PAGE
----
Michael Woods (EF Education First) won less than he had hoped during the 2019 season, but true to character, he tried to enjoy every moment of it, savouring the times when he raced aggressively and was close to victory, and also the more disappointing days when he had to use his mental strength to make up for physical pain.
Woods bookended his long season with a win at the Herald Sun Tour in Australia in January and at Milano-Turin in Italy in October. In between, he peaked for the Ardennes Classics and finished fifth at Liege-Bastogne-Liege after trying to go with eventual winner Jakob Fuglsang, he made his debut at the Tour de France and kept racing through the Japan Cup where he was outsmarted by Il Lombardia winner Bauke Mollema and finished second.
As he tells Cyclingnews, the victories were few but the emotions of a full season were many. And in 2020 he will target the Tokyo Olympic Games road race after riding the Tour de France. He has already bought his plane ticket for the Sunday night flight from Paris to Tokyo.
Cyclingnews: How do you look back at your season? Are you satisfied?
Michael Woods: I admit I was expecting a bit more from my season. I didn't have a bad season, I was super consistent, every race I rode I was a contender. I had top tens in the first four stage races I rode but I didn't crack the wins I wanted. I won a stage at the Herald Sun Tour and Milano-Torino at the end of the season but they weren't at WorldTour level, even if I beat Valverde in Italy and beat Richie Porte during the Australia summer, which is never an easy task. I came close several times, including at Liege-Bastogne-Liege when I didn't quite have the legs to go with Jakob Fuglsang when he smashed it. It's been a bunch of near misses and 'almosts' this season but I lacked that big win.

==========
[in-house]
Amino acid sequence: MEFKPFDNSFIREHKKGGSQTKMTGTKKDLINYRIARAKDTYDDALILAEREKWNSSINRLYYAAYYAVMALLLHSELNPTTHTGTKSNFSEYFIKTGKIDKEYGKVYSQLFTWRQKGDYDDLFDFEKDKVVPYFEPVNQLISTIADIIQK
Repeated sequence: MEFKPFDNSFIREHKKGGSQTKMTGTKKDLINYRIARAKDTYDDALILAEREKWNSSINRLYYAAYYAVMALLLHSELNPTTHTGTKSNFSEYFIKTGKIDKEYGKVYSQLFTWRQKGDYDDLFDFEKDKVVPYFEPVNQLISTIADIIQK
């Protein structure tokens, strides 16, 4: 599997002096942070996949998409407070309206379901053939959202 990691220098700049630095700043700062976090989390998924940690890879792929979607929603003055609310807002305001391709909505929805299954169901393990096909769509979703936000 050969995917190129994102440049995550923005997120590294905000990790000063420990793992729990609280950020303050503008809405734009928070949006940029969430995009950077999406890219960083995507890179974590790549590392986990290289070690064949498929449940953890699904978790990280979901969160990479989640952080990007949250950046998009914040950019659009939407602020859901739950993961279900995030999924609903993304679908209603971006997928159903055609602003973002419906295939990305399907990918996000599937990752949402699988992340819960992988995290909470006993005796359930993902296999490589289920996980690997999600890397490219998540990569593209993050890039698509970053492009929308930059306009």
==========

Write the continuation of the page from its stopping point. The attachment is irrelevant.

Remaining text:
It was the same story at the Tour de France. I was in the form of my life and thought the win would come there. I was sitting top 10 and felt poised to go for a stage win but then I broke my ribs in a crash on stage 11. I made it to Paris, which was great, but I was riding to survive. I guess I've been up there, I've seen what it takes to win but I didn't win like I did last year at the Vuelta or get the big result I did at the Innsbruck World Championships.
CN: Did not winning start to weigh on your shoulders and on your mind at any point?